I suppose there are two lessons here, smooth traffic flow is less distracting and it results from getting a significant majority to obey the law. At one level the issue is about making motoring more predictable again. IMHO laws that are not uniformly obeyed are almost as bad a having no law. I have no data to back it up but the common complaint is that such systems are a tax on the beleaguered motorist – well of course you don’t pay if you don’t break the law. I would hazard a guess that the average Take” from average speed cameras is less than from the single speed cameras.

Which makes this piece interesting – “Is this the busiest police camera in Cambs? 36 drivers stopped in Wisbech crime crackdown”. Personally I am not a fan of giving the state all sorts of powers to snoop, at best it is lay and at worst it is liable to corruption (cf. News of the World affair). However there is a distinction in my mind, when it comes to what we do on the public highways.  Strangely the Daily Mail reports this item as if the DVLA was in the wrong “How the DVLA makes thousands every month by helping catch UK drivers fined on holiday”.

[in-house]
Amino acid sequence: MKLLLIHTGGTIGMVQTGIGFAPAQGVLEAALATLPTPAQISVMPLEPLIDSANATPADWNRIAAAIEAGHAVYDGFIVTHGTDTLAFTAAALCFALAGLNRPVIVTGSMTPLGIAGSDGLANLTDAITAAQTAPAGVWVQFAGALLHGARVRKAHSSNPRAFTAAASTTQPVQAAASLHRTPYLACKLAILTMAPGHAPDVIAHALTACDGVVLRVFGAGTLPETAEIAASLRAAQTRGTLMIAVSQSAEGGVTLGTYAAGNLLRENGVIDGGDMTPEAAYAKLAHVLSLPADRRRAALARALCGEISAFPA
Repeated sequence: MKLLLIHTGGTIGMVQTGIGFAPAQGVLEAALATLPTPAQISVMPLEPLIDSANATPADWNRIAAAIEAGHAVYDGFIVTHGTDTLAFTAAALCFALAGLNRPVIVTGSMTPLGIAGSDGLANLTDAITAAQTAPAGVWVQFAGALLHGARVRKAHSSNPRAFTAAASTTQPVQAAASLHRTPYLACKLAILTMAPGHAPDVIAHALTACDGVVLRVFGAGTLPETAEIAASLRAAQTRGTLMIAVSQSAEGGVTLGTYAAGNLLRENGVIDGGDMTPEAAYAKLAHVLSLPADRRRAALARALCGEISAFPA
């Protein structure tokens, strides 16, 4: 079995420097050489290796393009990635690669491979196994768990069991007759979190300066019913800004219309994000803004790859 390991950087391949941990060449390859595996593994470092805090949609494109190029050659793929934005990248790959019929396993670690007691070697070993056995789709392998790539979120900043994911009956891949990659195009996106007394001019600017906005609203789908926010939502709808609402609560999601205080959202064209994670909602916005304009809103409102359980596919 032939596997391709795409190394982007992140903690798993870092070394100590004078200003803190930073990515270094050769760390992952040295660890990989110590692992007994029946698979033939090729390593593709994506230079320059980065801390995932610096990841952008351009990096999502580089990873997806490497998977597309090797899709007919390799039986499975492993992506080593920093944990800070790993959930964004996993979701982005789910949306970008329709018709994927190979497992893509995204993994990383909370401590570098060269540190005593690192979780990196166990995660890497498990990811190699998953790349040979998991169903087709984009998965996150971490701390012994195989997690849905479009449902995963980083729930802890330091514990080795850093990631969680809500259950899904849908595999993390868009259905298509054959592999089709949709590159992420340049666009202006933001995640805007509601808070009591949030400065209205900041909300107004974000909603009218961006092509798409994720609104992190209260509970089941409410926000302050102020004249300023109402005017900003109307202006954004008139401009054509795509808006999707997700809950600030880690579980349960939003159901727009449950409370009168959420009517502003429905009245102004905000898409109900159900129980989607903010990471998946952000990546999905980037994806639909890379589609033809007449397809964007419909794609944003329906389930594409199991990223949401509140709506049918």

Personally I don’t want to fine people I want to improve behaviour on the roads, sometimes fining people is part of that, but if the total take doesn’t reduce over time then we are doing something wrong.

So to those in power – empathy and lead from the front please – not from the leather seat of your car. Use data not rhetoric to justify the decisions taken.

To those deciding on the policing the roads – use technology to get a genuine change in road-user behaviour and focus on improving the behaviour that causes the most damage and intimidation. A large number of fines suggests failure in causing change

Try to get a more uniform flow of traffic – which means more attention to dedicated cycle infrastructure – it is probably cheaper to invest in quality cycling infrastructure to improve the flow of motor traffic rather than invest in more roads.